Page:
Innovation and Change at NCSL
International exchanges expanded in the 1980s as well, with study tours to Australia, Brazil, Canada, China, Egypt, Great Britain, India, Israel, Russia and Taiwan.
One of the most enduring exchanges began in 1987 with the German Partnership of Parliaments, an organization of parliamentarians from the German states focused on building stronger relations with North America. That exchange has continued every year since. In 1989 the Berlin Wall fell. Cause and effect? Of course not directly, but the build-up of social, cultural and political exchanges like the NCSL/POP program contributed to breaking down the Iron Curtain.
NCSL was not immune from the cutbacks in federal grants and contracts the states were experiencing in the early 1980s. The organization had built up a substantial staff in the late 1970s, especially in the areas of renewable energy and conservation. But between 1981 and 1982, NCSL had to lay off 21 staff who had lost their federal funding. It was during this time the Foundation for State Legislatures was launched with the goal of strengthening state legislatures through a public-private dialogue.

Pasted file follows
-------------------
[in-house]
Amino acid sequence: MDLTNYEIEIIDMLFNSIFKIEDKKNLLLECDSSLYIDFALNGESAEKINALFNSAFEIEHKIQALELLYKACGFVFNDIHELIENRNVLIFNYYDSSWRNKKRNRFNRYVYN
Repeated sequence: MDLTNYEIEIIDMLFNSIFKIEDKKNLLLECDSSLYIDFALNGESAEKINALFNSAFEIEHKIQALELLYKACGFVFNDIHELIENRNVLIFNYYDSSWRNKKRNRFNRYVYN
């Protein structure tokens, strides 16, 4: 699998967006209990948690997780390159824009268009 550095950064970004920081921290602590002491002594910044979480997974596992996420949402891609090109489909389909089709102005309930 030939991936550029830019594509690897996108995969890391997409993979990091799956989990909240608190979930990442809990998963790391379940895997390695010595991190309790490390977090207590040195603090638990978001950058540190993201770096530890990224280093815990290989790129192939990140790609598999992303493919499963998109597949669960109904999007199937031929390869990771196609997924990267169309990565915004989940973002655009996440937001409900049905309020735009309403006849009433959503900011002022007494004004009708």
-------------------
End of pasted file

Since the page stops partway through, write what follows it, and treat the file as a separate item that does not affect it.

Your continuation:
State Legislatures magazine, the organization’s flagship publication, underwent changes as well. A whole new editorial staff brought a renewed emphasis on unbiased writing and coverage of legislatures, a refreshed look with a modern design and flag, and some innovative new departments. And in 1982, after much discussion, the magazine started accepting paid advertising.
In 1983, NCSL joined with its sister organizations to form the State and Local Legal Center to strengthen advocacy of state and local governments at the U.S. Supreme Court. The center has endured and has had a significant impact on federalism decisions by the high court. You can read about its current efforts starting on page 29.
And finally, it was during this big-hair, big-president decade that William T. Pound became NCSL’s big-shouldered executive director. He had been on the staff of NCSL from its outset in 1975, and succeeded Earl Mackey, the founding director, in 1987.
Stay-tuned, the “Networking Nineties” are coming your way this June.
Karl Kurtz is director of NCSL’s Trust for Representative Democracy and has been with NCSL since its inception. He claims he’s never had big hair, but what about a big beard?